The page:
Monopoly Production of Durable Exhaustible Resources
We examine monopoly production of a durable exhaustible resource. Previous authors have implicitly assumed that the monopolist is able to make binding commitments about future decisions. We consider the more plausible case in which the monopolist lacks this ability and must choose from dynamically consistent plans. Two models are considered: a discrete-time model, in which there is a strictly finite initial stock of the resource, and a continuous-time model, in which costs are an increasing function of cumulative production. We find that, as a general result, monopoly leads to overconservation. The monopolist who cannot precommit produces the efficient quantity ultimately, but does so too slowly. By contrast, the monopolist who can precommit produces less than the efficient stock even in the limit. We also find that increased importance of exhaustibility hastens the extraction of the resource. Copyright 1990 by The London School of Economics and Political Science.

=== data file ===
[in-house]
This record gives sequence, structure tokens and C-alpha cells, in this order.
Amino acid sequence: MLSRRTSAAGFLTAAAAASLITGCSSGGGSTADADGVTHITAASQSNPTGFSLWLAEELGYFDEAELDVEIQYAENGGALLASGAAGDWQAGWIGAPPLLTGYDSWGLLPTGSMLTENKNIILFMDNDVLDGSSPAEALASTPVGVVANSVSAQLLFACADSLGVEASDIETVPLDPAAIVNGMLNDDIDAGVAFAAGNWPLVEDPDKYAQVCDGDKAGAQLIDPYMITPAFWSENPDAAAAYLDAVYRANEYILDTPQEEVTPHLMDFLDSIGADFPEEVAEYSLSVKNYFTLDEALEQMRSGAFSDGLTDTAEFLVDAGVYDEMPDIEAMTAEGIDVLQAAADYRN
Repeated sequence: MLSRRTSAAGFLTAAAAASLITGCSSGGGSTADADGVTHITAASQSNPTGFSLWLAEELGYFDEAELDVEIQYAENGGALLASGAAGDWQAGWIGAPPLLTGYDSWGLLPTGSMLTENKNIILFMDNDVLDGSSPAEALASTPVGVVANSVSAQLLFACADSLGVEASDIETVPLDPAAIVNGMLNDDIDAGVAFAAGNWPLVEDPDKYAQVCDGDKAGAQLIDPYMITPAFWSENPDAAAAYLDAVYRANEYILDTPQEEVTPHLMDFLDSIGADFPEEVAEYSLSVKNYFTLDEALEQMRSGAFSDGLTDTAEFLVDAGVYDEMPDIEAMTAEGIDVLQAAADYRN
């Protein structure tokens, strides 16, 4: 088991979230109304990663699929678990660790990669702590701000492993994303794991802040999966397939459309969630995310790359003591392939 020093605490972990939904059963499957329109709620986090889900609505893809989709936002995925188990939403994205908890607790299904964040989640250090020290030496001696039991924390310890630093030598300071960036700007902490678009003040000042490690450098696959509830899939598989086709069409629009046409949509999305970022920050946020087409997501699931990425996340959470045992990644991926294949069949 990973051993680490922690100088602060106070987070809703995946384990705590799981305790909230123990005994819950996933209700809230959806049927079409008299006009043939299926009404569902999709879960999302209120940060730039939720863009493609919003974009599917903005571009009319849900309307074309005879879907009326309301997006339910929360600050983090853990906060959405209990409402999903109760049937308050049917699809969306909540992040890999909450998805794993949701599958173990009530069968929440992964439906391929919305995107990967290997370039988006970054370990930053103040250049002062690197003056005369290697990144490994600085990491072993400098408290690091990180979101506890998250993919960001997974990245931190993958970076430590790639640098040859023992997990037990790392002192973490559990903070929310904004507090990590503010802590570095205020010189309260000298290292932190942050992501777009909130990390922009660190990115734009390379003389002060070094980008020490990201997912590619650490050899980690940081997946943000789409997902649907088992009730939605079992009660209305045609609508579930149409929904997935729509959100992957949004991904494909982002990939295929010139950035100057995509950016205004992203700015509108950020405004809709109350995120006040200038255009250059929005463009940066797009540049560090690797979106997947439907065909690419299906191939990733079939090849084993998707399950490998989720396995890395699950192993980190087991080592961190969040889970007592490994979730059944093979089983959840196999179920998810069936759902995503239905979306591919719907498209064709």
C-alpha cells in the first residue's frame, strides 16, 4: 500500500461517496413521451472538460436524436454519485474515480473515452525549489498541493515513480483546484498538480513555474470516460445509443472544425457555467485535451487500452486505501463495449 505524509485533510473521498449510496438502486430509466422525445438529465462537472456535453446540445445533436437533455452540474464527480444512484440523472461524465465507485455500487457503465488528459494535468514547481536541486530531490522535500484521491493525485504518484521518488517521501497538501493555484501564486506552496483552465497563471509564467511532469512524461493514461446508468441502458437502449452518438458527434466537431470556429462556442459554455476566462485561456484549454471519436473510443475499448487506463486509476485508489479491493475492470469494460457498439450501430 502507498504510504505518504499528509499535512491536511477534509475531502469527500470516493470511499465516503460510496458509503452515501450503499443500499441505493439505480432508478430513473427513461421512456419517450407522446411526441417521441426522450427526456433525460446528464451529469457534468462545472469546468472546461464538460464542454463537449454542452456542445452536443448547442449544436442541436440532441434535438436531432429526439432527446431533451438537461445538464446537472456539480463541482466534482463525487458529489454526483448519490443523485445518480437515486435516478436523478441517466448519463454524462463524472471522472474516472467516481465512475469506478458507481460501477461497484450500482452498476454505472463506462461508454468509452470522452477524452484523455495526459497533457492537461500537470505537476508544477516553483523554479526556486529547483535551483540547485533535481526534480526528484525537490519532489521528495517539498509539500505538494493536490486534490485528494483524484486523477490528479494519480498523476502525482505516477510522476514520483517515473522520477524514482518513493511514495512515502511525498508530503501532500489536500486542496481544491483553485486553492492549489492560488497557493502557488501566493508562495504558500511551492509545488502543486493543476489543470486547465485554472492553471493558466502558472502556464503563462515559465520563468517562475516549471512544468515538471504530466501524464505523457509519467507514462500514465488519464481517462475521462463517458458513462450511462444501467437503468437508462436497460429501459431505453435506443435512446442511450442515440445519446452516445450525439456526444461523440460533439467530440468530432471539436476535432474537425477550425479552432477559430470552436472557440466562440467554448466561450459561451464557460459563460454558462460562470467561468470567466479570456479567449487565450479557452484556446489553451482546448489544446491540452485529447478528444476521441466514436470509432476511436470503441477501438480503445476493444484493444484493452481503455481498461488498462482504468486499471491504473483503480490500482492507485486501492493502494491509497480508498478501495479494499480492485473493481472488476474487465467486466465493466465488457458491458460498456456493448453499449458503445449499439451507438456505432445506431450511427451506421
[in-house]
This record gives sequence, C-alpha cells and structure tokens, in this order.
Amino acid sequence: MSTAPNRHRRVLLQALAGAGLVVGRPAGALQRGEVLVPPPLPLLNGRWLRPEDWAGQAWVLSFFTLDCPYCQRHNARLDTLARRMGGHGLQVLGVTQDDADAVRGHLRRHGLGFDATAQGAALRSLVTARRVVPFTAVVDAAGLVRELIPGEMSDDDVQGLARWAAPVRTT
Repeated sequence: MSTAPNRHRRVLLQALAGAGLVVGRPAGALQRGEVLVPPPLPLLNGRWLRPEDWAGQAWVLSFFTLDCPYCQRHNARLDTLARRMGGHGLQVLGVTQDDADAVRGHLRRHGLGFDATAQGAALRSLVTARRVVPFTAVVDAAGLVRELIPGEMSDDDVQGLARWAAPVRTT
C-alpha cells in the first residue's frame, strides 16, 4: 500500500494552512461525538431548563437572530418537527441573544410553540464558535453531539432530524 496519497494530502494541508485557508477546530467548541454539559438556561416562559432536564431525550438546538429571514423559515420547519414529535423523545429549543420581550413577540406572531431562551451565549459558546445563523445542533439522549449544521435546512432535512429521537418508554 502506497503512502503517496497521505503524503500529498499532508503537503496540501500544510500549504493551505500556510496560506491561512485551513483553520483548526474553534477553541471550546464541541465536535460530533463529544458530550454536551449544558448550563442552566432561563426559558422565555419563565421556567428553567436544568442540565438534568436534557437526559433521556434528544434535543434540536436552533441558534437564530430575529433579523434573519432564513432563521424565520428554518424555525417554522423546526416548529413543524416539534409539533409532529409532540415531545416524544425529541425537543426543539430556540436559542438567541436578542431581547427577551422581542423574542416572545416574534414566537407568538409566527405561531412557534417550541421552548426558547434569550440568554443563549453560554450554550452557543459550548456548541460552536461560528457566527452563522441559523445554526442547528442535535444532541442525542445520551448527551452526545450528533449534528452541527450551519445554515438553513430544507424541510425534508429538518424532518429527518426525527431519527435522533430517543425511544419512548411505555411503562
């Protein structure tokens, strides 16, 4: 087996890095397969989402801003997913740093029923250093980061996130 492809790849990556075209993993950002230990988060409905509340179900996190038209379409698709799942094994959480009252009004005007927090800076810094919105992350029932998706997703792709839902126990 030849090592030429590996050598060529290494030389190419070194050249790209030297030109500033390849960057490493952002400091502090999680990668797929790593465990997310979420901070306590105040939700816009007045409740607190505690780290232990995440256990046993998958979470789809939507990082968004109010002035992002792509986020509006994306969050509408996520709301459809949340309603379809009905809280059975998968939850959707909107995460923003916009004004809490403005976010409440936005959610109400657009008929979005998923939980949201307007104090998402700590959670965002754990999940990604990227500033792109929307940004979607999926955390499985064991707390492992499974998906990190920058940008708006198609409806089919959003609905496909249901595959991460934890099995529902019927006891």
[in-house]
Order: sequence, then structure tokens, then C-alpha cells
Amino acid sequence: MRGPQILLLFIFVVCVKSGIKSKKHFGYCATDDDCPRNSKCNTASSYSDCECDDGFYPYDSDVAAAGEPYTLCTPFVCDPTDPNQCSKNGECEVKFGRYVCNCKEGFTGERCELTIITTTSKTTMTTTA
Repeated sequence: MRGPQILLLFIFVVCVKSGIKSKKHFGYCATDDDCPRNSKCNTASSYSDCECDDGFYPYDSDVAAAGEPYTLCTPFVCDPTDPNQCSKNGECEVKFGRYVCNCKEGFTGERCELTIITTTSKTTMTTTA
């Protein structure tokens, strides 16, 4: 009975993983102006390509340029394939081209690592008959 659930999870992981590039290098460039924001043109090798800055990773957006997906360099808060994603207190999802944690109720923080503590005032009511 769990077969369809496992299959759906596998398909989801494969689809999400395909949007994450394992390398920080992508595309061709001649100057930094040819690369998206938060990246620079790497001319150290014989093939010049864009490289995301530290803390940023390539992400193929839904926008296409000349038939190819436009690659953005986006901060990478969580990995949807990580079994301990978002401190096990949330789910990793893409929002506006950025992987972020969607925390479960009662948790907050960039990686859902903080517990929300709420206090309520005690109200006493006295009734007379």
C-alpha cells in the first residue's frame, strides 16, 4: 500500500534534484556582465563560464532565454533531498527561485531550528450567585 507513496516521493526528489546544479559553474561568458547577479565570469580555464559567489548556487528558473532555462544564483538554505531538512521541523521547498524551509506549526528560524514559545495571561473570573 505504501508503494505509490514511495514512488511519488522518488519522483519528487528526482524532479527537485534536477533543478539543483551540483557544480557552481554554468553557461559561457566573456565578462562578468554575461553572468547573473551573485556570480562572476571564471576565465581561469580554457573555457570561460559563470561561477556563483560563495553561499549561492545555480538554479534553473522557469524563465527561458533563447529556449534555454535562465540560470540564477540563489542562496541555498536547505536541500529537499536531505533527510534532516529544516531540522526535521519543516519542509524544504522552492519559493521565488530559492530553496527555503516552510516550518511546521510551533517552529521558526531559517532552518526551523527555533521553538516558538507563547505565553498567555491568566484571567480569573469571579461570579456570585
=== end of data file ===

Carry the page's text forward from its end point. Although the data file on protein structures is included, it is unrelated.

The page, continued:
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Volume (Year): 57 (1990)
Issue (Month): 225 (February)
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